There are six amphibian species native to Wales. All amphibians need fresh water in which to lay their eggs or spawn and enough suitable habitat nearby to spend the rest of their year. They have declined in recent decades as ponds have disappeared or become polluted or acidified. Pond restoration and creation (even in gardens) is a great help to amphibian conservation.
All amphibian species spend a large part of their year foraging on dry land, and they need sheltered places to hibernate. Hedgerows and other areas of semi-natural habitat are vital for their survival.
This page cannot cover all aspects of the law or amphibian ecology, but is an introduction to show how you can help to protect these species.
The most common species are protected from sale under Schedule 5 of the Wildlife and Countryside Act 1981 (as amended). These are as follows:
- Common frog, Rana temporaria
- Common toad, Bufo bufo
- Palmate newt, Triturus helveticus
- Smooth / common newt, Triturus vulgaris
This legislation protects them from sale, or advertising / offering them for sale. This is to protect them from exploitation in the pet trade or for laboratory use.
Our two rarest amphibians are protected under the Conservation of Habitats and Species Regulations 2010 (as amended) (known as ‘the Habitats Regulations’). This is because they have declined throughout Europe in recent decades. The Habitats Regulations lists the following amphibian EPS:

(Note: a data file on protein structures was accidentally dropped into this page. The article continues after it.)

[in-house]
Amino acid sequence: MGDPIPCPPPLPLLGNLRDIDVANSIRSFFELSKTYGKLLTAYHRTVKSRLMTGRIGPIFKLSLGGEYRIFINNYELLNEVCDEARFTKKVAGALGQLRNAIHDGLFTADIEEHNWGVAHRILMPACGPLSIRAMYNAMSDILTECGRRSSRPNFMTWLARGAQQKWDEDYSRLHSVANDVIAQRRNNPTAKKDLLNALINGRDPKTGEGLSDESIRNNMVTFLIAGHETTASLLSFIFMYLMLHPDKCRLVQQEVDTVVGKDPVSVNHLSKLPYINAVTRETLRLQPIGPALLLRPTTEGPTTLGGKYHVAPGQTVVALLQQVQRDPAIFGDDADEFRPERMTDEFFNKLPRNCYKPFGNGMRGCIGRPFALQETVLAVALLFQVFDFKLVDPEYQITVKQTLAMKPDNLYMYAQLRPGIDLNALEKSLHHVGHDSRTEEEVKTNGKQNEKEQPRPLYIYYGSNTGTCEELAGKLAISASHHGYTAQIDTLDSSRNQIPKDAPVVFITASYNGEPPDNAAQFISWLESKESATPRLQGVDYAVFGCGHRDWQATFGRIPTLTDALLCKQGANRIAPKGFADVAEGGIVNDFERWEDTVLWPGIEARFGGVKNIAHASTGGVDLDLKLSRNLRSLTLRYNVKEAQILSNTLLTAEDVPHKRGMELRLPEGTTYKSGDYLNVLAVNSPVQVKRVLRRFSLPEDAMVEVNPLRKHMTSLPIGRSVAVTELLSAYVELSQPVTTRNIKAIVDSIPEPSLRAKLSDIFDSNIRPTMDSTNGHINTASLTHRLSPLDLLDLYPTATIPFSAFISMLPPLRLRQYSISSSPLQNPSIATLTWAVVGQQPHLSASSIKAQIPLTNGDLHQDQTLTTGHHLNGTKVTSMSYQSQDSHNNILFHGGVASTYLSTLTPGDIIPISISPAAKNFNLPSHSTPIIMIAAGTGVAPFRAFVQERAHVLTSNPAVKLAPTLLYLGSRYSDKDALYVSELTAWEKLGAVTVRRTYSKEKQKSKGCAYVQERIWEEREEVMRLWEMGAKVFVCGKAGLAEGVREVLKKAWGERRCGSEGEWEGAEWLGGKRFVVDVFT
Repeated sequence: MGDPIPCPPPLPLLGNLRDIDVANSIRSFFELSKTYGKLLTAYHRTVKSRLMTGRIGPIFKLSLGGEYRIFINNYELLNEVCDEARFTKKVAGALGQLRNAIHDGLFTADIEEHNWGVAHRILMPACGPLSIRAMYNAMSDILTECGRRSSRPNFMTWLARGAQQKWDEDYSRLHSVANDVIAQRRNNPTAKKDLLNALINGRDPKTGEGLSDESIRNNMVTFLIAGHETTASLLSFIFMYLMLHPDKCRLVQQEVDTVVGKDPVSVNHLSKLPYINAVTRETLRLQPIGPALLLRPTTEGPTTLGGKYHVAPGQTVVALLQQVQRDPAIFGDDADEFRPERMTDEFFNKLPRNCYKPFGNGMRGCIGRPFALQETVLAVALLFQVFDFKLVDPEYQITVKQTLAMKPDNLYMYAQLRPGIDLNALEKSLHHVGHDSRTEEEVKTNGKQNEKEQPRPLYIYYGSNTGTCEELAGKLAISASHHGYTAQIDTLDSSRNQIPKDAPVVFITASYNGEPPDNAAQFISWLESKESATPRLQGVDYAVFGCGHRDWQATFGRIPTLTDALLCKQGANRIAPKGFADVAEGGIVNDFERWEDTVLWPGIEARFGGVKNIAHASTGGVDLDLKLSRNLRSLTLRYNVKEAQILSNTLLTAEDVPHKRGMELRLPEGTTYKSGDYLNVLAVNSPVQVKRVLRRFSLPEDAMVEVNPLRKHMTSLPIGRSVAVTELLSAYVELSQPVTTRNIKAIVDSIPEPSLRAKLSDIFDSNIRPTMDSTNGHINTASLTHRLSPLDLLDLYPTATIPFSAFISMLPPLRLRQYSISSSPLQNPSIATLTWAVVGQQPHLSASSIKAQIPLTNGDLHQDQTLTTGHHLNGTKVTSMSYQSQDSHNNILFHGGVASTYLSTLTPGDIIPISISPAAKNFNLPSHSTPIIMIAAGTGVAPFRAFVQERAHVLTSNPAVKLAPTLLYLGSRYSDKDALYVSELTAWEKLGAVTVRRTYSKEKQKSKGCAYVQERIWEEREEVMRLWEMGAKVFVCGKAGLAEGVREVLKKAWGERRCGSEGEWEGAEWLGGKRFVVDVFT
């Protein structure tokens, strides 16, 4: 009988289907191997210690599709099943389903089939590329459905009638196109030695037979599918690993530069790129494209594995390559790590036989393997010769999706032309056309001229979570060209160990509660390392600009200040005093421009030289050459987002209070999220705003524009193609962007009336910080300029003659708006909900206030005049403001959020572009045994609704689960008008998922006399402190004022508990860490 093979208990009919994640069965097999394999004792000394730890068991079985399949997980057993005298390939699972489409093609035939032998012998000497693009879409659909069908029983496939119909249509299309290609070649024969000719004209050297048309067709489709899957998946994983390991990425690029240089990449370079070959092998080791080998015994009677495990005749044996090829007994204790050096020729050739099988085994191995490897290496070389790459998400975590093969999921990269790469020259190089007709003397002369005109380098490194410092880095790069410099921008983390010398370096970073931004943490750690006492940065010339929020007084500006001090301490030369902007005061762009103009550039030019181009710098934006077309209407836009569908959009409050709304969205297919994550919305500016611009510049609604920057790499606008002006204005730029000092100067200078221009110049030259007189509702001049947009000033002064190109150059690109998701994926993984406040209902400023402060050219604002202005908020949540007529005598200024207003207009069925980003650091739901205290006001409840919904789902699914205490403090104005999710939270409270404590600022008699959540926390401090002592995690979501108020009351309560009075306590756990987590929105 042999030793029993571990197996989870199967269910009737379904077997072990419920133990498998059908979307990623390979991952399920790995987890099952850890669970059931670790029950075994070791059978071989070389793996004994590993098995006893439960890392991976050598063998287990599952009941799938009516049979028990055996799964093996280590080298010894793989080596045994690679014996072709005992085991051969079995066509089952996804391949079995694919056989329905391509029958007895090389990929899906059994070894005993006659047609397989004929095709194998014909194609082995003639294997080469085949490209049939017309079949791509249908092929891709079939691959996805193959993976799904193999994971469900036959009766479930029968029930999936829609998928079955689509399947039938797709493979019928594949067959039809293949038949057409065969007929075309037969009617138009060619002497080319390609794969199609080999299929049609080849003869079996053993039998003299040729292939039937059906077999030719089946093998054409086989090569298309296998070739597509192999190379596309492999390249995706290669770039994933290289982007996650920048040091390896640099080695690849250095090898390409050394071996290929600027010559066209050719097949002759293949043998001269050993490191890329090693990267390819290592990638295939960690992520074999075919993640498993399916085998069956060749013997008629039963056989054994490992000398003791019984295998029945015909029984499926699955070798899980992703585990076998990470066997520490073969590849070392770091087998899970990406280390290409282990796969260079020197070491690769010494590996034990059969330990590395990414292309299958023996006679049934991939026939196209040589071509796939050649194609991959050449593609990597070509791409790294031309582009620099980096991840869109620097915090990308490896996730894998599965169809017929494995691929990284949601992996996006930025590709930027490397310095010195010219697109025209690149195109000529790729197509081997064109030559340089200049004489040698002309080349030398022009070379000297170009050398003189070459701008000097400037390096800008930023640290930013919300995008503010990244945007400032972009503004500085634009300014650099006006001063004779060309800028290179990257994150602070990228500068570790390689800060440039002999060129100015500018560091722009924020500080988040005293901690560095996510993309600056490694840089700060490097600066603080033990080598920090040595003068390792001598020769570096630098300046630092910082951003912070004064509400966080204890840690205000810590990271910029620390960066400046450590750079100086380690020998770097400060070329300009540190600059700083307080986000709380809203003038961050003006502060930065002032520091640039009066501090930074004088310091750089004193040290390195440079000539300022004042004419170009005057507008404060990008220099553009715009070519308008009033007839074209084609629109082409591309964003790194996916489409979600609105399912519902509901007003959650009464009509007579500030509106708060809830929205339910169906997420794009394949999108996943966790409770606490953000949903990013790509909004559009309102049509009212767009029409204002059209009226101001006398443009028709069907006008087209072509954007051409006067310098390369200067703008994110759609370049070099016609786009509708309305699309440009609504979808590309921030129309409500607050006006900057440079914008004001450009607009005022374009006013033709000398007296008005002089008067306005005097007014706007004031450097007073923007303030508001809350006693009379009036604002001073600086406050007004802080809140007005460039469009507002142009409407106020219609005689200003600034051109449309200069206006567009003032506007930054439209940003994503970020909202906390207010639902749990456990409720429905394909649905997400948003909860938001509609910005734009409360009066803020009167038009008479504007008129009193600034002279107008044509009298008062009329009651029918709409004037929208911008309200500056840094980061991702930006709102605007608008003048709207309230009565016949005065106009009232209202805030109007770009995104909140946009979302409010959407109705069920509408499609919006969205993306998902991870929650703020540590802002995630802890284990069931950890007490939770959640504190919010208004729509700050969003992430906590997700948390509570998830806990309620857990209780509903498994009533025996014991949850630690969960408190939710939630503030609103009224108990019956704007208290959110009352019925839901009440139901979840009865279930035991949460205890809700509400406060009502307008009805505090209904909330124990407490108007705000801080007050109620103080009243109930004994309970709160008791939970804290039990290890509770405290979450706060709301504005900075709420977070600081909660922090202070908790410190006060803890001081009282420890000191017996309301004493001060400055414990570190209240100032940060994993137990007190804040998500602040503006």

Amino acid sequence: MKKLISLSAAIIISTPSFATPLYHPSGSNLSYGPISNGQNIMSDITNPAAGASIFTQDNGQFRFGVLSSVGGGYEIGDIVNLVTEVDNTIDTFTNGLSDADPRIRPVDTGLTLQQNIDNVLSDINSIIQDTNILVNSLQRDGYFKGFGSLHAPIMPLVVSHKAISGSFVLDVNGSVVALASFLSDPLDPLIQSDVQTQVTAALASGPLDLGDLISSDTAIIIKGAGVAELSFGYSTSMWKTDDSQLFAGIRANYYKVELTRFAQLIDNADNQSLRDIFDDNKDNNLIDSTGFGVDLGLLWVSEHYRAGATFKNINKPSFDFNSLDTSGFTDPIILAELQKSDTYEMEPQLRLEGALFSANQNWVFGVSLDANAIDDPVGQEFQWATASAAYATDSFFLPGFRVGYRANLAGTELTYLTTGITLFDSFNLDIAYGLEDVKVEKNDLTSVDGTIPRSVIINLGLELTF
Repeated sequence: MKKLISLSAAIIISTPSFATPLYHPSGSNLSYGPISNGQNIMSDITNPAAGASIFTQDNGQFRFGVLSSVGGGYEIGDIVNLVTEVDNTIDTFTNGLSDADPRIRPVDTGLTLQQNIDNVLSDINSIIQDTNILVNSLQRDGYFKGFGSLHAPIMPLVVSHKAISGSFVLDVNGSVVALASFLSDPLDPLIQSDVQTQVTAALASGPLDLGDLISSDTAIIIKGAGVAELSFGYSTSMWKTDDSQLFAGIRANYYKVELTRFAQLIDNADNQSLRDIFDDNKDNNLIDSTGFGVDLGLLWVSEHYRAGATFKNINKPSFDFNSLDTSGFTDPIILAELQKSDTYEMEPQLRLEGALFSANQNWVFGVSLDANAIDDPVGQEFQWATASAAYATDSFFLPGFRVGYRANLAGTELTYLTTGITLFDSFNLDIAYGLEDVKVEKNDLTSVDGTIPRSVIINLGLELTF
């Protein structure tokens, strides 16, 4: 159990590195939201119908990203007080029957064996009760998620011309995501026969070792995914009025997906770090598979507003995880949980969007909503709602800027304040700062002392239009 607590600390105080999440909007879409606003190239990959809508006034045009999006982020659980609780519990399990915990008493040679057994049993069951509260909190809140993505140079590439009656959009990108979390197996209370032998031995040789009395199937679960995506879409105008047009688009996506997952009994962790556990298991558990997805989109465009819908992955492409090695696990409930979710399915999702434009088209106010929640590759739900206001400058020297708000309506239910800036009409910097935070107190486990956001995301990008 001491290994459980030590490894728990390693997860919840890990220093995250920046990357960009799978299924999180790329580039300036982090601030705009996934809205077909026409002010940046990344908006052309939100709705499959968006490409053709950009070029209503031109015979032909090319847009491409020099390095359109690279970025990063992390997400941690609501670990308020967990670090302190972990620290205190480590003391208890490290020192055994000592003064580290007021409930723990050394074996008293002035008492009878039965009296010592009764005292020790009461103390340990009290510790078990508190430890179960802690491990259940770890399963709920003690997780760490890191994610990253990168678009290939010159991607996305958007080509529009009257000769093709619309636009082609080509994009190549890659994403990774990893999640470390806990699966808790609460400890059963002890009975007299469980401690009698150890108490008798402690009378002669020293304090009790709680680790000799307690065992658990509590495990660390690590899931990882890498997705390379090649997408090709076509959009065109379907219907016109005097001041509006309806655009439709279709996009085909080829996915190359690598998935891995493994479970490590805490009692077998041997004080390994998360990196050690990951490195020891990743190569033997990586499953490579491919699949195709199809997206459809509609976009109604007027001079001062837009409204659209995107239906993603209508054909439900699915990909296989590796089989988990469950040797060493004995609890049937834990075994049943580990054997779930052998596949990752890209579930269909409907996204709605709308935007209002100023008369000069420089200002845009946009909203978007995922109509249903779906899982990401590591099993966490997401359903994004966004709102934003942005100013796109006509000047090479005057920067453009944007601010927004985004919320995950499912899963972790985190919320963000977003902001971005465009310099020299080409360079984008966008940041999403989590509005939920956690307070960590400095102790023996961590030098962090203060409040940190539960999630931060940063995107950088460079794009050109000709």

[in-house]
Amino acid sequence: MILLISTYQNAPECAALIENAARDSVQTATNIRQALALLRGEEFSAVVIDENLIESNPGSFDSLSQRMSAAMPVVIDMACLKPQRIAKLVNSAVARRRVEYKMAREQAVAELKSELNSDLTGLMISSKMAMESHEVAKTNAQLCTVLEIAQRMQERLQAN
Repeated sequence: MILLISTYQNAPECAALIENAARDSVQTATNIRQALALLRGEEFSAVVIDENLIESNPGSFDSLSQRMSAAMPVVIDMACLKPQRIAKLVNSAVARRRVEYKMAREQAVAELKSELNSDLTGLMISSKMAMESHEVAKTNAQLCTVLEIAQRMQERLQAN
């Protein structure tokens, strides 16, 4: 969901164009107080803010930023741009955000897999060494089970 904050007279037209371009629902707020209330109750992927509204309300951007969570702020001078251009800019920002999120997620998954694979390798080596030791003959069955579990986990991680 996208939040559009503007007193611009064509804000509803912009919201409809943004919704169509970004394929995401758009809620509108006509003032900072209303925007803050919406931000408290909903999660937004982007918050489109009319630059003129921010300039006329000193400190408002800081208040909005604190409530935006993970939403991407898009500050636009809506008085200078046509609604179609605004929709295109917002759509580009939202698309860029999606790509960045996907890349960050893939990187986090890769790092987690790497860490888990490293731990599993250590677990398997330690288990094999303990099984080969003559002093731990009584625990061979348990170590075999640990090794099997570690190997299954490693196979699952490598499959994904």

- Great crested (or Warty) newt, Triturus cristatus
- Natterjack toad, Bufo calamita
Under the Habitats Regulations, it is an offence if you:
- Deliberately capture, injure or kill any wild animal of an EPS,
- Deliberately disturb wild animals of any such species,
- Deliberately take or destroy the eggs of such an animal, or
- Damage or destroy a breeding site or resting place of such an animal
Disturbance is defined as that which is likely:
- To impair their ability –
- To survive, to breed or reproduce, or to rear or nurture their young, or
- In the case of animals of a hibernating or migratory species, to hibernate or migrate; or
- To affect significantly the local distribution or abundance of the species to which they belong
There are other offences relating to possession, transport and sale. See ‘Possession and Sale of Protected Species’ for more information.
The GCN and natterjack toad also receive protection under Schedule 5 of the Wildlife and Countryside Act 1981 (as amended) from the following:
- Disturbing whilst occupying a place of shelter or protection,
- Obstructing access to a place of shelter or protection,
- Sale / offering for sale
For a summary of amphibian legal protection, see ‘Legally protected reptiles and amphibians in Wales’.
NRW issues licences under Regulation 53 of the Habitats Regulations to allow activities involving EPS to proceed, which would otherwise be offences. For further information, see ‘Amphibian licensing’.